I sometimes feel that some pop-culture conspiracy theories, while sounding outlandish and/or batshit insane, have a symbolic component to them that does allude to some phenomenon or anxiety on the part of the public.
For example, on the surface the “Paul McCartney Died And Was Replaced With A Double” theory sounds batshit insane. But if we think about how some fans might of reacted when the Beatles suddenly switched from their neat suits and clean harmonies to more psychedelic stuff…the theory starts to make a bit more sense, at least psychologically on the part of the believers. How could Paul McCartney change so much so seemingly quickly? He must have died and been replaced with a clone. See? Makes complete sense! And far more comforting than the idea that culture was massively shifting in the mid-1960s in a way that some people found disorienting.
This recent Guardian piece, “Trapped in the Sunken Place: How Get Out’s Purgatory Engulfed Pop Culture,” is a very insightful study of how the symbolism in Jordan Peele’s horror movie mirrors the experience of being a person of color surrounded by white culture:
…the Sunken Place has taken on surprisingly real cultural resonance. It has come to express a widely felt political and social mood of liberal inertia and unspoken white supremacist hegemony, just as Peele’s acknowledged influences, Night of the Living Dead (1968) and The Stepford Wives (1975), captured, respectively, cold war group-think and a Nixon-era backlash against second-wave feminism. Ben Carson’s political career in the Trump White House, and OJ Simpson’s life have all be said to indicate that these three prominent African Americans have entered the Sunken Place. Kim Kardashian recently spoke out against the number of Get Out memes about husband Kanye West, telling “people are so fucking dumb and stupid.”
Now, those memes Kardashian mentions? They refer to a popular conspiracy metatheory, presented largely by various people on YouTube (and you’ll have to scroll a little bit down that search to find them), that specifically equates Get Out with what they feel is the brainwashing or even cloning of various Black celebrities.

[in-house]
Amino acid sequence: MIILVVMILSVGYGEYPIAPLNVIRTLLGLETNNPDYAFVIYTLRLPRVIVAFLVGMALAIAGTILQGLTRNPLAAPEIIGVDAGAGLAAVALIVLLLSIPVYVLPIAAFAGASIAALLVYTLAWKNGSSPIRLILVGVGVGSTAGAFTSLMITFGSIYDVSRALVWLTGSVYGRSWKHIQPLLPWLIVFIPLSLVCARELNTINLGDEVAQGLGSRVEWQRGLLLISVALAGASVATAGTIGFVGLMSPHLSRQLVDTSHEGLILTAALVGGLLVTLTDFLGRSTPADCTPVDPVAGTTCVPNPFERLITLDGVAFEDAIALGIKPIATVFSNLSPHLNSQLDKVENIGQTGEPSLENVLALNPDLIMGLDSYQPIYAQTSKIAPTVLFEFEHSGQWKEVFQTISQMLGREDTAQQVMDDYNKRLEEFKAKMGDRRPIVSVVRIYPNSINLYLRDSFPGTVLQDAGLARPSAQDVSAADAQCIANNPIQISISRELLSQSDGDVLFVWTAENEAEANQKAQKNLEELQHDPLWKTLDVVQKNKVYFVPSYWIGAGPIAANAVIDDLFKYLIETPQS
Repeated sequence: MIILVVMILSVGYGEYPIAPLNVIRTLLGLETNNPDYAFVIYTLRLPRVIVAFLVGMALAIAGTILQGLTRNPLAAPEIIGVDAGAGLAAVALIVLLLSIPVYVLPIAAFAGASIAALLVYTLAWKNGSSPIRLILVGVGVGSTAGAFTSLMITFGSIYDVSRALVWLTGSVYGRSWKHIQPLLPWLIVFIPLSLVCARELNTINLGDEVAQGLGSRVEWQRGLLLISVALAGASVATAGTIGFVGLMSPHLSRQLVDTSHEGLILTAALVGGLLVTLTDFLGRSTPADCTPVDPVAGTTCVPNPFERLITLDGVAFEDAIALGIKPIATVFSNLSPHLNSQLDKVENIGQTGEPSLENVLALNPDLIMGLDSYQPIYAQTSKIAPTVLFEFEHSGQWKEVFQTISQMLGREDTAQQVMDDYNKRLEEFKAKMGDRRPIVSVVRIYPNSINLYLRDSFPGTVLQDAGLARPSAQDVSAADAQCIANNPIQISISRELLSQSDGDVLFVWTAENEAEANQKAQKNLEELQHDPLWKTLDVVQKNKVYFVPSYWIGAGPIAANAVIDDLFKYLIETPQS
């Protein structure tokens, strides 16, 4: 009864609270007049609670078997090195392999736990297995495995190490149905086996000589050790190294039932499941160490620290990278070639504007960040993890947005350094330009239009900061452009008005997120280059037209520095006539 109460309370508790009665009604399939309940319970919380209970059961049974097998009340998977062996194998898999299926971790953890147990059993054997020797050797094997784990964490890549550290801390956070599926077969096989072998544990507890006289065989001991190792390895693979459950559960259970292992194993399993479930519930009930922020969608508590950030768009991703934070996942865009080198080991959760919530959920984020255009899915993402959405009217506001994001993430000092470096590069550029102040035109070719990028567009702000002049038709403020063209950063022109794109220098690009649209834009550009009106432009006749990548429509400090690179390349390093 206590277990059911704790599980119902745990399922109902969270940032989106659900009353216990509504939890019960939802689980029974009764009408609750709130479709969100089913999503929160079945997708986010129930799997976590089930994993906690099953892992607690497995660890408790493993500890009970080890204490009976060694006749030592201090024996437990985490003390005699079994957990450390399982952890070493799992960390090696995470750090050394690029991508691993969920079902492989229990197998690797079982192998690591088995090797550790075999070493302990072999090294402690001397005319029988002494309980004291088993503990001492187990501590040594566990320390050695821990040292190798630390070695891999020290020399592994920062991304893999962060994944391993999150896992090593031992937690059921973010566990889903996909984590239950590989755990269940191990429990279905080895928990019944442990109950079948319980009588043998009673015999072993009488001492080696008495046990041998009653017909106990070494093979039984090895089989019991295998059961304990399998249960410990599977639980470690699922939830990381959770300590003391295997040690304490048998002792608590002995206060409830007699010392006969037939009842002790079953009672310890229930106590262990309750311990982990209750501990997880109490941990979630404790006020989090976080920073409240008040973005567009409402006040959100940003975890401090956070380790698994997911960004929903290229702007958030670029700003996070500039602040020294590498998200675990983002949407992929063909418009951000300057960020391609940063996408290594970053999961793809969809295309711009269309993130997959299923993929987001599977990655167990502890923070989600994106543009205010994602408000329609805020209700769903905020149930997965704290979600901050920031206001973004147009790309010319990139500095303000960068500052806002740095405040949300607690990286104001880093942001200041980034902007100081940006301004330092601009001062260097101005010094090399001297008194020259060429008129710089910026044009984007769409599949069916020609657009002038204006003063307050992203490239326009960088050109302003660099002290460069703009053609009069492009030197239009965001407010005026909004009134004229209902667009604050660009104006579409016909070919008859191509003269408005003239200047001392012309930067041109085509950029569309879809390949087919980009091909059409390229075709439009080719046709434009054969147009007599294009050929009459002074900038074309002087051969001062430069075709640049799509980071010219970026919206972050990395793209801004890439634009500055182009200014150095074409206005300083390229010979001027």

Kanye West is frequently a subject of these conspiracy theories, with the Kardashians and/or the Illuminati cast as the Get Out brainwashers/brainstealers. And a whole epic saga is also to be found regarding comedian Dave Chappelle, in which a supposed cousin tells the story of Dave’s “cloning.” Chappelle is often specifically compared to actor Lakeith Stanfield’s character in Get Out.
I’ve written a bunch on this topic as it relates to Chappelle, and one day I’ll post it all here. But the point of this post is just to show how the real social anxieties and realities referred to in the Guardian piece had been also “codified” and given narratives by these conspiracy theories on YouTube. That doesn’t discredit anything about that Guardian essay, which I felt was very well-written…but it leads me to wonder if looking at some of these pop-culture conspiracy theories as a type of “folklore” might yield new insights.
We have to ask ourselves: “why is this conspiracy theory so prevalent?” Why do people believe this? Why do some people feel so passionately that Chappelle has been literally replaced by a clone? Why do people believe to this day that the Paul McCartney we currently know is an impostor?
The first instinct with most people is to throw those theories away in the trash. YouTube has been really cracking down on them and I know that another Chappelle-themed “conspiracy epic” website, The Chappelle Theory, has been shut down. When you have these videos and sites basically saying all this stuff about real people…it does put these people at some degree of risk. I mean, it’s like the people who maintain websites saying that the victims of various mass shootings are fake—and then the parents of the victims (called out by name on the sites) get death threats.
But I can guarantee you that shutting down all these sites and pulling all these videos will not stop these theories. And that’s because for the masses, these theories are often a type of folklore that serves to manage collective anxiety about any number of issues in a symbolic way. These theories are not only shared on the internet, but from person-to-person at barber shops, at work, and around the family dinner table.
The problem, of course, is when the symbolic is taken to be literal.